National VHA data show a significant performance gap in colorectal cancer (CRC) screening rates. This study reports findings of an in-depth qualitative analysis of male veterans’ perceptions of CRC screening options and addresses the possible implications for implementation-oriented research and patient education in order to increase screening rates among the US veteran population.
Six focus groups were conducted to elicit information about barriers and facilitators to screening and to assess perceptions about what information is most important when making decisions about CRC screening. The groups were stratified by screening status (screened/unscreened). Two of the six groups were made up of African Americans. The remaining groups were non-African Americans. Six to eight men participated in each group.
Several perceptions about CRC and screening were consistent across groups and provide insight to improve screening. Despite evidence to the contrary, individuals perceived prostate cancer as more prevalent than colorectal cancer, and therefore, a higher priority for screening. Preparation for screening was perceived to have direct and indirect costs to low-income patients that providers do not recognize. Contrary to prior published findings and despite necessary time, preparation, and escort requirements necessary for completion, colonoscopy was the overwhelmingly preferred screening mode. Barriers and facilitators to screening differed by race. African Americans emphasized individual sensitivities (e.g. stool handling, introduction of scope), non-African Americans emphasized social embarrassment (e.g. passing gas and stool). Given these perceptions, participant’s suggestions to improve CRC include the following:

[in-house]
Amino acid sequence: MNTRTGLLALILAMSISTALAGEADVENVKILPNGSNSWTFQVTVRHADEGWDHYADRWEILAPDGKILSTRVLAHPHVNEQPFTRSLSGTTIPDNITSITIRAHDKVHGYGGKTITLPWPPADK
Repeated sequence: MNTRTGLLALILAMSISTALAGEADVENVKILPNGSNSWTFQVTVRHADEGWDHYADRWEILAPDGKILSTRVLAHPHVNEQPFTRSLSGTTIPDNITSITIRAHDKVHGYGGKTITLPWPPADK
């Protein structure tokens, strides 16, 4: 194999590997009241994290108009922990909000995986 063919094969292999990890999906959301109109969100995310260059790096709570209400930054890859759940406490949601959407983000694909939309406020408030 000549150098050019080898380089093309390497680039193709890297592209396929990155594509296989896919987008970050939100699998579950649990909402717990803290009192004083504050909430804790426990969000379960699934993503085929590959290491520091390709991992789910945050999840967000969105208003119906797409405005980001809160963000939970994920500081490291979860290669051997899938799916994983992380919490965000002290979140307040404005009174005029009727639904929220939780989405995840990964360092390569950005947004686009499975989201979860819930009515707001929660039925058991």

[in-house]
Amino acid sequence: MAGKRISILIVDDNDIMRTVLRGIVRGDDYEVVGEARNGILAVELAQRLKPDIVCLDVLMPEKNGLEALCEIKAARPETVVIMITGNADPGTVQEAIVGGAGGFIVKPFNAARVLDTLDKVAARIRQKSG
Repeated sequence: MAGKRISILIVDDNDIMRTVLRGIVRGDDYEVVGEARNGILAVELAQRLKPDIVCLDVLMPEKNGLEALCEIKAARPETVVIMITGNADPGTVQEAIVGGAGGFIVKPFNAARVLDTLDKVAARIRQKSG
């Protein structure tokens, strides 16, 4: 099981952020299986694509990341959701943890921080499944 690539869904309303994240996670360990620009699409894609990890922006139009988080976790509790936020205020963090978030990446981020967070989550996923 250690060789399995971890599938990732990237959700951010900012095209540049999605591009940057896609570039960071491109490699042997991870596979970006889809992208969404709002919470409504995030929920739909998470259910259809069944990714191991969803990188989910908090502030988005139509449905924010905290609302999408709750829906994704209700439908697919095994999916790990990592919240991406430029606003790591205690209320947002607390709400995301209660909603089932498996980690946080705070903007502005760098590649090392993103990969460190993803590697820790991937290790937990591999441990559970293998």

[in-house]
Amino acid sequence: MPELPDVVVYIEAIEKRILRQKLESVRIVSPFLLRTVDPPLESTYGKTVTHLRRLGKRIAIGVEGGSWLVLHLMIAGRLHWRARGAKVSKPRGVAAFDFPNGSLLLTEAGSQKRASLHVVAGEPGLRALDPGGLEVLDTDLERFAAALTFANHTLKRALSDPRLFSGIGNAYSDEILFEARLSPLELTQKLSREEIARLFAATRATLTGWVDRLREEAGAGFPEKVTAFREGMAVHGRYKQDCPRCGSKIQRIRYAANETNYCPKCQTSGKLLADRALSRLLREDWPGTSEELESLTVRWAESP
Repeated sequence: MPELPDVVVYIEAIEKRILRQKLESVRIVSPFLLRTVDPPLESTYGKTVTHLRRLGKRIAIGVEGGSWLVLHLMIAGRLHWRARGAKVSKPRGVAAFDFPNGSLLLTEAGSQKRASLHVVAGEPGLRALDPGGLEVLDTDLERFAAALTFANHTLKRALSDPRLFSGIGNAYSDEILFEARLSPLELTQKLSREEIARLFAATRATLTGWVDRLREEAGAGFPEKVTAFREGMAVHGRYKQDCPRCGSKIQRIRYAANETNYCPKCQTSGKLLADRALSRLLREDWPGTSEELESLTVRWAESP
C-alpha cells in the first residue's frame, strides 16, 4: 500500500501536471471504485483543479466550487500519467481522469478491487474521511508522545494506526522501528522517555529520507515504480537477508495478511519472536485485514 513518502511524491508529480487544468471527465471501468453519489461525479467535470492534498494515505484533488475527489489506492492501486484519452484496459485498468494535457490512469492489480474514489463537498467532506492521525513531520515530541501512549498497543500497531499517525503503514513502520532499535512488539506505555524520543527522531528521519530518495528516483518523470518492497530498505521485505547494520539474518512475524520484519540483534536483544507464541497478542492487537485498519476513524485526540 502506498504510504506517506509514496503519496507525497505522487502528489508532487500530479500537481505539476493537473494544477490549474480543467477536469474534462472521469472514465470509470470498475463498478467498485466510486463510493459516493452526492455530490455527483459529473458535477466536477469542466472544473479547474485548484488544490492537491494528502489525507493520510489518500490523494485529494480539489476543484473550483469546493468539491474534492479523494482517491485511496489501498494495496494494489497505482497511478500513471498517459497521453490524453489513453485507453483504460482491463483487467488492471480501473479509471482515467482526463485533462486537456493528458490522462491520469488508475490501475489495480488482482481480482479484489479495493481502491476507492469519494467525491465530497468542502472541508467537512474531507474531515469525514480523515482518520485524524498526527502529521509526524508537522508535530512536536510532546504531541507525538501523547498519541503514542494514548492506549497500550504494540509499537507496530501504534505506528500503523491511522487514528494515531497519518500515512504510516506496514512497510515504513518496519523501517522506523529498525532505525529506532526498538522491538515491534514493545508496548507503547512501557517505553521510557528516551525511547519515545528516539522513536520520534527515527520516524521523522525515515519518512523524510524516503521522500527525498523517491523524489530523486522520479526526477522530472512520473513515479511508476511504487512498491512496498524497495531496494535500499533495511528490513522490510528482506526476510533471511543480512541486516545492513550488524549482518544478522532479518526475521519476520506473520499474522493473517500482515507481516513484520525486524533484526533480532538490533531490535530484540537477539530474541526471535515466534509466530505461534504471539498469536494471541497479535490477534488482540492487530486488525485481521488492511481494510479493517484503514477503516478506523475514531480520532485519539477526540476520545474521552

1.Future research should focus on the direct out-of-pocket financial costs and the opportunity costs to patients of having the test done. 2. Implementation efforts could focus on testing various transportation resources and non-kin social support mechanisms to facilitate screening. 3. Implementation research could focus on the impact of patient-to-patient education. Direct and on-site patient education may increase testing while providing passive information in brochures may not. 4. Educational materials should be targeted and address barriers to screening that are most salient to specific underserved or vulnerable populations. 5. Implementation research should focus on differential outcomes by race of various screening facilitators such as physician recommendation and education.